• Interruption of the Ossicular Chain: There are three tiny bones in your ear that help send sounds to your brain. These bones can be knocked out of place by a significant concussive, impactive event. Tinnitus can be triggered by this and it can also interrupt your ability to hear.
  • Meniere’s Syndrome: The onset of a condition known as Meniere’s Syndrome can be a consequence of a TBI. This is a result of an accumulation of pressure within the inner ear. Sooner or later, Meniere’s syndrome can lead to noticeable tinnitus and hearing loss.
  • Disruption of communication: Concussion can, in some situations, harm the portions of the brain that control hearing. Consequently, the signals sent from the ear to your brain can’t be properly processed and tinnitus can result.

Of course it’s significant to note that no two brain injuries are precisely the same. Personalized care and instructions, from us, will be provided to every patient. Certainly, if you think you have suffered a traumatic brain injury or a concussion, you need to call us for an evaluation right away.

How do you deal with tinnitus caused by a concussion?

Most often, tinnitus caused by a concussion or traumatic brain injury will be temporary. How long can tinnitus linger after a concussion? Weeks or possibly months, unfortunately, could be the time period. Then again, if your tinnitus has lasted for more than a year, it’s likely to be permanent. Over time, in these situations, treatment plans to manage your condition will be the best plan.

Here are some ways to achieve this:

  • Hearing aid: In a similar way to when you have hearing loss not caused by a TBI, tinnitus symptoms seem louder because everything else is quieter. Hearing aids help your tinnitus fade into the background by turning the volume up on everything else.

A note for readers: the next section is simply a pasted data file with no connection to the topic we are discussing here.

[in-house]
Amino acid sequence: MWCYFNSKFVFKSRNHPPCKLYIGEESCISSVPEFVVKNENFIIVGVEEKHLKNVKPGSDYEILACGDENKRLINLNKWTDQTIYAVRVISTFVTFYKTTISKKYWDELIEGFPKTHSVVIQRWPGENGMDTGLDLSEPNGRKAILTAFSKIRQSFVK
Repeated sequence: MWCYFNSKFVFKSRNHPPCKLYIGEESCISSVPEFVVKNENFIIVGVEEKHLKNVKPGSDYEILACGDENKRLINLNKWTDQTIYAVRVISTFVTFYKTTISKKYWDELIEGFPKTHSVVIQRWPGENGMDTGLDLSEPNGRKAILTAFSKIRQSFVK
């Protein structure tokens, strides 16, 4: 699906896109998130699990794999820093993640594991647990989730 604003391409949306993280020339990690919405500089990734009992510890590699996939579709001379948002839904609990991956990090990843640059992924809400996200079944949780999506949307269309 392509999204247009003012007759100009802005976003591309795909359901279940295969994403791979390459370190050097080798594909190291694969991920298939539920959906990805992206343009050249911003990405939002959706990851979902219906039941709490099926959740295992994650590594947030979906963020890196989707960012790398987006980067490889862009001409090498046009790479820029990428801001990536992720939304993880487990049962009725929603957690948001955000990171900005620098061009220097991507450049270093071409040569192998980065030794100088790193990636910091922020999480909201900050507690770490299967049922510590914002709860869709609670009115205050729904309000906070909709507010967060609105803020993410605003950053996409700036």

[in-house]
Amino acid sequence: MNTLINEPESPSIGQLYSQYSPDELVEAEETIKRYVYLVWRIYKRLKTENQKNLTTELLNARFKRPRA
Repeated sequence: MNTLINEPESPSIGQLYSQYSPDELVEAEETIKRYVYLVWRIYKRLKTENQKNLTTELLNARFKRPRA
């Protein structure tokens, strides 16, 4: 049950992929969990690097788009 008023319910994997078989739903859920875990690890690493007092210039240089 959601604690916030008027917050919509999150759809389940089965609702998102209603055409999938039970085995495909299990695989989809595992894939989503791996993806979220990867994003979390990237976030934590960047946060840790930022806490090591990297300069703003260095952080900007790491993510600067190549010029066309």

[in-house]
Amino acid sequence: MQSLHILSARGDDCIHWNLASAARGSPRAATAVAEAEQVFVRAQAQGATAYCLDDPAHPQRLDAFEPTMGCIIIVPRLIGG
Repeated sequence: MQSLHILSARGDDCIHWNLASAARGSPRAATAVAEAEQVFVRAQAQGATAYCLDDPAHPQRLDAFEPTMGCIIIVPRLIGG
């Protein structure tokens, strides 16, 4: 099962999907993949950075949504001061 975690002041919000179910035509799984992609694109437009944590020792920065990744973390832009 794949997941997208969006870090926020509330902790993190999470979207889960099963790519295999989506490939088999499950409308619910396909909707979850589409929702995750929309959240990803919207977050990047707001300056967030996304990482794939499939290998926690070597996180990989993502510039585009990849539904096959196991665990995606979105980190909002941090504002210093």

• Masking device: This device is similar to a hearing aid, only instead of helping you hear things louder, it creates a specific noise in your ear. Your specific tinnitus symptoms dictate what sound the device will produce helping you disregard the tinnitus sounds and be better able to pay attention to voices and other external sounds.
  • Therapy: Sometimes, patients can learn to ignore the sound by undertaking cognitive behavioral therapy (CBT). You disregard the sound after accepting it. It will take some therapy, practice, and time though.

Obtaining the expected result will, in some situations, call for additional therapies. Treatment of the underlying concussion may be required in order to get rid of the tinnitus. Depending on the nature of your concussion, there could be a number of possible courses of action. In this regard, an accurate diagnosis is key.

Discover what the best plan of treatment might be for you by giving us a call.

You can manage tinnitus caused by a TBI

Your life can be traumatically impacted by a concussion. It’s never a good day when you get a concussion! And if you have ringing in your ears, you might ask yourself, why do I have ringing in my ears after a car crash?

Tinnitus may surface immediately or in the following days. But you can effectively manage tinnitus after an accident and that’s significant to keep in mind. Schedule a consultation with us today.

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The site information is for educational and informational purposes only and does not constitute medical advice. To receive personalized advice or treatment, schedule an appointment.